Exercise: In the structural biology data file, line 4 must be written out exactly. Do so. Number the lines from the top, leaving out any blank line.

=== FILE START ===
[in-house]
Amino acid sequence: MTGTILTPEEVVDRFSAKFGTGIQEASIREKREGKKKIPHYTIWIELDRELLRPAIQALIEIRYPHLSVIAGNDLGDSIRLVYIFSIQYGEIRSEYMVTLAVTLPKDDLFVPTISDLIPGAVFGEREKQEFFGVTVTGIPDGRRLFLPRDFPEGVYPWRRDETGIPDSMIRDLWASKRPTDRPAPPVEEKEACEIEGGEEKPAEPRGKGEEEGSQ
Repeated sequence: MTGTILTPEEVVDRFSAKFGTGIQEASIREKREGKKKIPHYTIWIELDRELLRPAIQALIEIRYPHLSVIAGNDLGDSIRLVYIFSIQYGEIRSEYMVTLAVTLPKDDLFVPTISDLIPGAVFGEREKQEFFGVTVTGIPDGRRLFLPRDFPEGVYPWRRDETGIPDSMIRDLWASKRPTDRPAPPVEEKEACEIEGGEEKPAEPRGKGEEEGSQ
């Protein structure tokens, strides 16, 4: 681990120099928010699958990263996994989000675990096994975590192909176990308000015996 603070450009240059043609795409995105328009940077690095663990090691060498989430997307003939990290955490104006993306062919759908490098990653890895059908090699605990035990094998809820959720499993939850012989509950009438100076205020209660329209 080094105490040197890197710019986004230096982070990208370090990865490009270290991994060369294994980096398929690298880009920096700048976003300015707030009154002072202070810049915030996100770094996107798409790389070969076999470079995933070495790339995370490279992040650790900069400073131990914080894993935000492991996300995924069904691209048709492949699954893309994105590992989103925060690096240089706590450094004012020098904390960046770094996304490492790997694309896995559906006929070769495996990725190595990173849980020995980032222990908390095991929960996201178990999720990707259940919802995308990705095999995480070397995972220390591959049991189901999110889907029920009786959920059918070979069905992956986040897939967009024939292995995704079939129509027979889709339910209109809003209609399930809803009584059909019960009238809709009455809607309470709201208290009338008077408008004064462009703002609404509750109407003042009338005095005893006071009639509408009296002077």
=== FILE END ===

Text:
């Protein structure tokens, strides 16, 4: 681990120099928010699958990263996994989000675990096994975590192909176990308000015996 603070450009240059043609795409995105328009940077690095663990090691060498989430997307003939990290955490104006993306062919759908490098990653890895059908090699605990035990094998809820959720499993939850012989509950009438100076205020209660329209 080094105490040197890197710019986004230096982070990208370090990865490009270290991994060369294994980096398929690298880009920096700048976003300015707030009154002072202070810049915030996100770094996107798409790389070969076999470079995933070495790339995370490279992040650790900069400073131990914080894993935000492991996300995924069904691209048709492949699954893309994105590992989103925060690096240089706590450094004012020098904390960046770094996304490492790997694309896995559906006929070769495996990725190595990173849980020995980032222990908390095991929960996201178990999720990707259940919802995308990705095999995480070397995972220390591959049991189901999110889907029920009786959920059918070979069905992956986040897939967009024939292995995704079939129509027979889709339910209109809003209609399930809803009584059909019960009238809709009455809607309470709201208290009338008077408008004064462009703002609404509750109407003042009338005095005893006071009639509408009296002077």